Trysh Travis continues to serve as the Faculty Liaison to the UF Quest Curriculum and in spring 2019 she taught a new first-year Quest humanities course entitled “What is a Man?” During the summer of 2018, she participated in the University of Kentucky’s Summer Seminar for Schoolteachers on “Addiction in American History.” She continues to write on drug use/abuse and recovery, and this year published “The Cool Chick in Recovery: Understanding Brené Brown” (Raritan: A Quarterly Review, winter 2019) and “Towards a Feminist History of the Drug-Using Woman– and Her Recovery” (Feminist Studies, spring 2019). This summer she received UF’s National Humanities Center Fellowship and an SMU DeGolyer Library Travel Grant to support a new project on Confederate monuments in Dallas, Texas, her hometown.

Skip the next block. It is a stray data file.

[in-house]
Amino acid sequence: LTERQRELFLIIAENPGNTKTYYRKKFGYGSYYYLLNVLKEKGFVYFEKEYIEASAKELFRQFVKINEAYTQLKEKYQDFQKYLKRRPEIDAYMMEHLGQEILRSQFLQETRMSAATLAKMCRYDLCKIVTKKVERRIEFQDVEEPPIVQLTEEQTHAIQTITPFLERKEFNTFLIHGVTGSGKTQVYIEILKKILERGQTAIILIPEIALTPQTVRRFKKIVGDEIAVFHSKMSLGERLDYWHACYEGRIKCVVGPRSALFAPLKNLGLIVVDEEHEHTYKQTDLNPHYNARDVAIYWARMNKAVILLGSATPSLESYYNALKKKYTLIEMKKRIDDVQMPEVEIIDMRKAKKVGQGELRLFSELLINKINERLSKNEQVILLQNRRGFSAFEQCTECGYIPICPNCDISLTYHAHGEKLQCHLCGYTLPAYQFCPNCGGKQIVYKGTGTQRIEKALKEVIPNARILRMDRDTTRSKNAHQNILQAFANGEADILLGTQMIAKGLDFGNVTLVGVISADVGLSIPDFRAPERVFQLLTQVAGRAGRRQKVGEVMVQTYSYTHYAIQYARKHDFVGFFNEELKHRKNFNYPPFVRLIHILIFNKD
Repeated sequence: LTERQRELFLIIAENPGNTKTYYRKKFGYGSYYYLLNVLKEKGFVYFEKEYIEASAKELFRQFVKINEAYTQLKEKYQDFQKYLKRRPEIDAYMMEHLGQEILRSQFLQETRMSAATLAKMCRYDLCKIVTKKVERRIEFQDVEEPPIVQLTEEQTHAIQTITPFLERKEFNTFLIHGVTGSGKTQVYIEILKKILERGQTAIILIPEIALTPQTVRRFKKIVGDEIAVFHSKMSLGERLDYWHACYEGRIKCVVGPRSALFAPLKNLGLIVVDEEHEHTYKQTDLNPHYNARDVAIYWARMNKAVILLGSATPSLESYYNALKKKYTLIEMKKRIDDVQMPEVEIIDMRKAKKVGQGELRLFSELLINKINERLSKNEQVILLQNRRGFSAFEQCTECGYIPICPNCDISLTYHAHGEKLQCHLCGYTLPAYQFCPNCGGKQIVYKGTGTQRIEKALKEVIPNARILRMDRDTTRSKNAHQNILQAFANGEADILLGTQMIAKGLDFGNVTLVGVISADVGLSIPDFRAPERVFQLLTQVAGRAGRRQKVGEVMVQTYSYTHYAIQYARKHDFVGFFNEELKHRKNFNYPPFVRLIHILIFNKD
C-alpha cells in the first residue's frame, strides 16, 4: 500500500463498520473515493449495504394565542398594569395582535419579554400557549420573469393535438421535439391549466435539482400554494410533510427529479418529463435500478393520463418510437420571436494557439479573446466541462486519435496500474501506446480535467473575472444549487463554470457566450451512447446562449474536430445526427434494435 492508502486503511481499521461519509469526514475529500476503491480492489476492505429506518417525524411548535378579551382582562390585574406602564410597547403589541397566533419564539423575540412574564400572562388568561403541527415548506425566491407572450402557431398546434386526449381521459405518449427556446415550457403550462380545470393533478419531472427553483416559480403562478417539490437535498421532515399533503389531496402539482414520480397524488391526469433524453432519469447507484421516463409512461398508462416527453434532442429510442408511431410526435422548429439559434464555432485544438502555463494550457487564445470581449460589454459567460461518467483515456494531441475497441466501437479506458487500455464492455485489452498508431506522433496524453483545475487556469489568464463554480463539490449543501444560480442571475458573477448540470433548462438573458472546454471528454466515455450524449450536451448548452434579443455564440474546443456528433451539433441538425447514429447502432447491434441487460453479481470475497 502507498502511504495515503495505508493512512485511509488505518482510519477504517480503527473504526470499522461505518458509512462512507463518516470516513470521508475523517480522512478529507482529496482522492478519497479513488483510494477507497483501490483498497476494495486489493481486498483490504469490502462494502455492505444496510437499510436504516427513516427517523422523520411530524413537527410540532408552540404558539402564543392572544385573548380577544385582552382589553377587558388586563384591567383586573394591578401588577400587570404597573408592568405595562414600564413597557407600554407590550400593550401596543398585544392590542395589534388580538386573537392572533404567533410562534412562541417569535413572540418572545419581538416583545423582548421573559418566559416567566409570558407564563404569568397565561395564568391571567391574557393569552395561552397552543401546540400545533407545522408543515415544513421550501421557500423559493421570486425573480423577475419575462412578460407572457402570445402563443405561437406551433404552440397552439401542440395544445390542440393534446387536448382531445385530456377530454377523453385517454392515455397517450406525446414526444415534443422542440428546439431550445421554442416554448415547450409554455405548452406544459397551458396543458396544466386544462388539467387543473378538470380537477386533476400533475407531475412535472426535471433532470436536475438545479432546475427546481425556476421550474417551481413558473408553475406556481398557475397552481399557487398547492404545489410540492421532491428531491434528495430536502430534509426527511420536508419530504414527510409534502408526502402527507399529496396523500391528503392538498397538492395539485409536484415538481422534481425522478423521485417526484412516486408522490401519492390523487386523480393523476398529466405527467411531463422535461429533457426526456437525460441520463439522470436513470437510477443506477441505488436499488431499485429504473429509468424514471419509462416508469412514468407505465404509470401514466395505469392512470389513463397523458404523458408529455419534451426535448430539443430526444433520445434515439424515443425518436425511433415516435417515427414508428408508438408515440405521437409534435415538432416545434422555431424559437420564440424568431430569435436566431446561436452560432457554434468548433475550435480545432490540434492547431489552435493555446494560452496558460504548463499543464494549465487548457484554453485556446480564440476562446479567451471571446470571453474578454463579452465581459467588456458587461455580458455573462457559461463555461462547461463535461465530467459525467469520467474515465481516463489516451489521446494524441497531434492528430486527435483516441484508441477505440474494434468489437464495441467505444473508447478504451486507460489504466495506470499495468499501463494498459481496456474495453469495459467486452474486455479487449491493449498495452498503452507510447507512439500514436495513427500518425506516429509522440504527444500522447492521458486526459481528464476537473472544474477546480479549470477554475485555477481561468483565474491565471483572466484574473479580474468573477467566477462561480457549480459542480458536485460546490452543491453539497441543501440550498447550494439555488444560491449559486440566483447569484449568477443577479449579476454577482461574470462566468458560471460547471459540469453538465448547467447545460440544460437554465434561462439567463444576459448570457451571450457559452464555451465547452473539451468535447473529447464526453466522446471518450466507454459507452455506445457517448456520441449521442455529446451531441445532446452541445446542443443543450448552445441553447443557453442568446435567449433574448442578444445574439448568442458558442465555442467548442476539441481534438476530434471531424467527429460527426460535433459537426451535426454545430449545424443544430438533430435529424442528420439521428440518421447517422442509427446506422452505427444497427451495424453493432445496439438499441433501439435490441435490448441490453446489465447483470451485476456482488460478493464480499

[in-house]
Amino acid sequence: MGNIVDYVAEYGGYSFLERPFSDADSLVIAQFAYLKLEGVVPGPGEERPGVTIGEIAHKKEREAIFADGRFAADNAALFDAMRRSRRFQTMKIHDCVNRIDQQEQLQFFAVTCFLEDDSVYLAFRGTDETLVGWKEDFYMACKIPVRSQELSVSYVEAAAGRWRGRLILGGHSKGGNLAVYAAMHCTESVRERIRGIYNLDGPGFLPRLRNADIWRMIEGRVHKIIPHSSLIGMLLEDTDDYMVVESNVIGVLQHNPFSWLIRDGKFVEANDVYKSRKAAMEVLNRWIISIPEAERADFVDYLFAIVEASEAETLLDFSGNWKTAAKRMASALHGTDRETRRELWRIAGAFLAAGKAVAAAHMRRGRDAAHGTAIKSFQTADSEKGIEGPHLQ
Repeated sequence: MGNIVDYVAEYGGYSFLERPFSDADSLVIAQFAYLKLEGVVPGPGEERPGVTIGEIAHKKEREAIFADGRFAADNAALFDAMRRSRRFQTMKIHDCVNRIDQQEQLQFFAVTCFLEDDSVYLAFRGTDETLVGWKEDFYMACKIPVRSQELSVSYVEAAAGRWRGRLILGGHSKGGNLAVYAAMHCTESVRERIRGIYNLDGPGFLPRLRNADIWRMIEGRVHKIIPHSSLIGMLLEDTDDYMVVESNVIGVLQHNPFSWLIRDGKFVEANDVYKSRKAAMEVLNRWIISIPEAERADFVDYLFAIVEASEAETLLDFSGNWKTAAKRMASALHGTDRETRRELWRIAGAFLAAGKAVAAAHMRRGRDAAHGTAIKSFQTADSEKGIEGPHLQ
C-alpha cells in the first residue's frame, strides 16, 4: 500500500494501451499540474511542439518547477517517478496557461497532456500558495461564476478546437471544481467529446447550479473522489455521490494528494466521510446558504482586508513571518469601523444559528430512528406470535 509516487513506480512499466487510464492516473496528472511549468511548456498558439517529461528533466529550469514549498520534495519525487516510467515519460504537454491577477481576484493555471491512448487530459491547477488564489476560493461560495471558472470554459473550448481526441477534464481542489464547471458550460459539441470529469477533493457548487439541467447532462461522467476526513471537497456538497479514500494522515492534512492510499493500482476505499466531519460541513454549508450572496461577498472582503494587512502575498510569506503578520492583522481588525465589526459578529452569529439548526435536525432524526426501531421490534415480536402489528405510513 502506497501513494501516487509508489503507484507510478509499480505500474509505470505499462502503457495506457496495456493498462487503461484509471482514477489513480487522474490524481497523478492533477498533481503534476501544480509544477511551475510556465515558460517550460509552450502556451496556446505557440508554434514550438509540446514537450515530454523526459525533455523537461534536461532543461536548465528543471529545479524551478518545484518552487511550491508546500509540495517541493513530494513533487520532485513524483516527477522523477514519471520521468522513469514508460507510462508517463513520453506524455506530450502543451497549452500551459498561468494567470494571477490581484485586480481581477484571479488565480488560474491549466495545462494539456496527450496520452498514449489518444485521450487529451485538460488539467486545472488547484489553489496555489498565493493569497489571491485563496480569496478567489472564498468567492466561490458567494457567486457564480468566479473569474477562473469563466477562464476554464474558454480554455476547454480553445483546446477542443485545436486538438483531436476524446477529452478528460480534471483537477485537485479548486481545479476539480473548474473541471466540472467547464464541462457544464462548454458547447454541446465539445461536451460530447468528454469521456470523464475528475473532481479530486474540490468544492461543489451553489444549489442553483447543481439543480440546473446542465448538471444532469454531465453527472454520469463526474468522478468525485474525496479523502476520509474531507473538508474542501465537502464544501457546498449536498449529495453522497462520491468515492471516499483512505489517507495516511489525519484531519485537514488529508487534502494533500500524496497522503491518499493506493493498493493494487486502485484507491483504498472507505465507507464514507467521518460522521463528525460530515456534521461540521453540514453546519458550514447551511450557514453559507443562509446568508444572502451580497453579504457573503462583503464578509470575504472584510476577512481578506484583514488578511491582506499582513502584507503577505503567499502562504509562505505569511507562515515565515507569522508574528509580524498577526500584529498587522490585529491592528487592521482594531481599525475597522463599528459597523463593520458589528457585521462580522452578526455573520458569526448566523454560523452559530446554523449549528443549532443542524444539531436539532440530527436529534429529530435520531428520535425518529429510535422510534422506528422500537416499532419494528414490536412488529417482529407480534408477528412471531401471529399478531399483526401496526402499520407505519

Alyssa Zucker continued her research and teaching on the health correlates and consequences of experiencing sexism and related oppressions. This year, she published research articles in the journals Violence Against Women and Social Science & Medicine, and presented at the annual meetings of the National Women’s Studies Association and the Association for Women in Psychology (AWP). She was delighted to receive (along with Dr. Maddy Coy) a Local- and State-Level Policy grant from the Society for the Psychological Study of Social issues (SPSSI) to fund a project titled Tracking Attrition in Rape Prosecution in Alachua County, FL. Finally, Dr. Zucker was elected to Fellow status in SPSSI, and received a UF Term Professorship (2018-2021) and the AWP Florence Denmark Award for outstanding feminist mentoring.